Do you know what nutrient will make you look younger, help you lose weight, build muscle, make you smarter, reduce back and joint pain? This nutrient is needed for every life function and has been reported to be chronically insufficient in 75 percent of Americans. Next in line to oxygen, this is the most important substance you can put into your body. The answer is water.
If you are complaining about back or joint pain, or are worried about memory lapses, being properly hydrated might not be the cure-all but it probably can help. Water is the main constituent of the human body. Your muscles and brain are about 75 percent water, and your blood is about 82 percent water. It is no wonder that water is so vital for every cell from head to toe.
Some functions of water are: aiding digestion; cushioning and lubricating the brain and joints; transporting nutrients and carrying waste away from our bodies’ cells. It also helps regulate body temperature by redistributing heat from active tissues to the skin and cooling the body through perspiration.
We lose water continuously from skin evaporation, breathing, urine and stools. As we get older, the body slowly loses the ability to conserve water. Older adults are at higher risk of dehydration because they are less likely to sense that they are thirsty and may not eat or drink enough, especially if living alone. Illnesses, disabilities and certain medications can also contribute to dehydration.
So, how much water should you drink each day? It’s a simple question with no easy answer. Studies have produced varying recommendations over the years, but in truth, your water needs depend on many factors including your health, your activity level, where you live and how you eat.
It is easy to determine if you are hydrated or dehydrated. With a simple urine analysis, you will get all the info you need. No need to go the doctor’s office, just pee into the bowl and look at the color of your urine. If your urine is colorless or light yellow you are good to go. If your urine is dark yellow, you are probably not taking enough fluid. Medications can alter the color, so if you have any doubt, you can always consult with your doctor.
That being said, I don’t want to avoid the question of how much water you should drink. Most people have heard the advice, “drink eight 8-ounce glasses of water a day.” The “8 by 8” rule isn’t supported by hard evidence—it continues to be a popular recommendation because it is easy to remember. The best way to reframe the rule is to “drink at least eight 8-ounces glasses of fluid a day.” Make sure to drink water before, during and after exercise.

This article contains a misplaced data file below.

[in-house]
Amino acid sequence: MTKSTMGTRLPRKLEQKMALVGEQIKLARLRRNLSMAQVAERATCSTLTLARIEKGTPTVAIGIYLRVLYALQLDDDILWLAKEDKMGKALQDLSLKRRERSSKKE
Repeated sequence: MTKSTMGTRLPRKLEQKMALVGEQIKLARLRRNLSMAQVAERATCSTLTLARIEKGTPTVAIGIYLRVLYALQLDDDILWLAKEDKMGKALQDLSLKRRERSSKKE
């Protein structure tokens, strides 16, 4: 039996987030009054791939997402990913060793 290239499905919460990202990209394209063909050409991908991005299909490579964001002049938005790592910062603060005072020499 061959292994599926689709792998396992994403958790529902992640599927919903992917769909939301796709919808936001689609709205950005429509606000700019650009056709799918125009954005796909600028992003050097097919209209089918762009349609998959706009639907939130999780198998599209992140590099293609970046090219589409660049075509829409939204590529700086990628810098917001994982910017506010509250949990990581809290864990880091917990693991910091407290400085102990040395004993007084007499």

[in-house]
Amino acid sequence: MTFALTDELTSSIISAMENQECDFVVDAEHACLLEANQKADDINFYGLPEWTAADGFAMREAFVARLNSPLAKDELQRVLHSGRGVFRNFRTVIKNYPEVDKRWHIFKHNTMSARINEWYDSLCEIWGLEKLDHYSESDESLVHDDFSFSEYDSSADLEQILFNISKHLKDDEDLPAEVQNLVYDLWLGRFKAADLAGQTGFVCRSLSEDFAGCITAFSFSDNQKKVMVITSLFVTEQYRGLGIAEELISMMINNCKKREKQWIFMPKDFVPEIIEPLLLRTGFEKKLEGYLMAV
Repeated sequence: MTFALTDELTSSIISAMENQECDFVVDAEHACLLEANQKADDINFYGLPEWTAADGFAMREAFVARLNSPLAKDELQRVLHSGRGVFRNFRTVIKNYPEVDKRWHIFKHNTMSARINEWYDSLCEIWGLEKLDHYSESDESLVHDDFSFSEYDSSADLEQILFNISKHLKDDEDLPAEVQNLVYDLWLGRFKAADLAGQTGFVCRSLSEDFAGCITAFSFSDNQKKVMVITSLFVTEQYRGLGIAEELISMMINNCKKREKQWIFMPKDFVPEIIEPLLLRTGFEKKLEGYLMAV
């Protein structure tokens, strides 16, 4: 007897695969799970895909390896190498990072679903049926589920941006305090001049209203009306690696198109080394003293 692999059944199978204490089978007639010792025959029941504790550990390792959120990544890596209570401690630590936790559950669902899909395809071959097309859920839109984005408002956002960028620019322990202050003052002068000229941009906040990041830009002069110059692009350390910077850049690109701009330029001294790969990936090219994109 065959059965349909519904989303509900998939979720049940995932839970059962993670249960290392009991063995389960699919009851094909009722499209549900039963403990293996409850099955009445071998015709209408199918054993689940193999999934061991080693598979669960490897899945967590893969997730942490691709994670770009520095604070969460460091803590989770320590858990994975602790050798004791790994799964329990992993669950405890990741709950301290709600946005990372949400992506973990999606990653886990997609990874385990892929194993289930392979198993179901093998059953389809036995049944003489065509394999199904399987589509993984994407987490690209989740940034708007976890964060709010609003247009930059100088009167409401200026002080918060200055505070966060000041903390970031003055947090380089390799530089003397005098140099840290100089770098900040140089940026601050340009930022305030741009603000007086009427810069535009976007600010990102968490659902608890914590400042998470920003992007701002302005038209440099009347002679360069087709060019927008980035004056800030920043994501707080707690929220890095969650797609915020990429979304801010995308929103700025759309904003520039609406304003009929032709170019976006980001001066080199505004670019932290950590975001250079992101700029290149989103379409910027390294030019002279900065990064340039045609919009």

You may be wondering if there are other ways to hydrate besides drinking water. The answer is yes. Without getting into the debate about the good, bad and ugly of other drinks, here are some guidelines. Beverages such as milk, juice, beer, wine, sports drinks and caffeinated beverages such as coffee, tea or soda are mostly made up of water and contribute to hydration, but these should not be a major portion of your daily total fluid intake. Water is your best bet because it hydrates best and is calorie-free, inexpensive and readily available.
While drinking water is the best source of hydration, many foods contain water and can help replenish lost fluids. Choose foods like lettuce (95 percent water), watermelon (92 percent water), and broccoli (91 percent water). Soups and yogurt are also good choices for high water content foods.
Here is more support for staying hydrated: drinking plenty of water keeps your skin moisturized and reduces the appearance of fine lines and wrinkles; water suppresses your appetite so you won’t eat as much; water carries oxygen, nutrients and electrolytes to your muscles making them stronger. Drinking plenty of water ensures that your brain gets all the oxygen and nutrients it needs. Water will also keep your joints strong, healthy, flexible and lubricated.
Now stop what you are doing and go get a big glass of water. Better yet, pour it into a glass you love and make it more fun to drink. Add a wedge of lemon or lime to jazz it up!
Stuart Offer, DC, CSCS, CLC, is a Wellness Coach & Educator with Hickok & Boardman Group Benefits.
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